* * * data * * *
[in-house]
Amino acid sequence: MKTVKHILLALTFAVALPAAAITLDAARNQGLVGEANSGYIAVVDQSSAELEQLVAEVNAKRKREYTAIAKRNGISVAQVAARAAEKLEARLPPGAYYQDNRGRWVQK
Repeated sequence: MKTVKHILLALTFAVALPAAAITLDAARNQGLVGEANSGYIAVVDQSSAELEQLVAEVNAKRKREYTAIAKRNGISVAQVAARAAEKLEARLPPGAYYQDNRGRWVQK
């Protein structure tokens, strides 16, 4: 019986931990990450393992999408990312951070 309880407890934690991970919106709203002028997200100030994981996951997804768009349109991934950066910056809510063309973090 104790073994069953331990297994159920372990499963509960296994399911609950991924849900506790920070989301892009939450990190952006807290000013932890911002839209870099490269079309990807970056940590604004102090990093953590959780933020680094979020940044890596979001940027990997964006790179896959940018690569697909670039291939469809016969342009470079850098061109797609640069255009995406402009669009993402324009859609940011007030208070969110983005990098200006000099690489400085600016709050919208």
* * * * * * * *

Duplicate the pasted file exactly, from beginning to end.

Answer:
[in-house]
Amino acid sequence: MKTVKHILLALTFAVALPAAAITLDAARNQGLVGEANSGYIAVVDQSSAELEQLVAEVNAKRKREYTAIAKRNGISVAQVAARAAEKLEARLPPGAYYQDNRGRWVQK
Repeated sequence: MKTVKHILLALTFAVALPAAAITLDAARNQGLVGEANSGYIAVVDQSSAELEQLVAEVNAKRKREYTAIAKRNGISVAQVAARAAEKLEARLPPGAYYQDNRGRWVQK
């Protein structure tokens, strides 16, 4: 019986931990990450393992999408990312951070 309880407890934690991970919106709203002028997200100030994981996951997804768009349109991934950066910056809510063309973090 104790073994069953331990297994159920372990499963509960296994399911609950991924849900506790920070989301892009939450990190952006807290000013932890911002839209870099490269079309990807970056940590604004102090990093953590959780933020680094979020940044890596979001940027990997964006790179896959940018690569697909670039291939469809016969342009470079850098061109797609640069255009995406402009669009993402324009859609940011007030208070969110983005990098200006000099690489400085600016709050919208």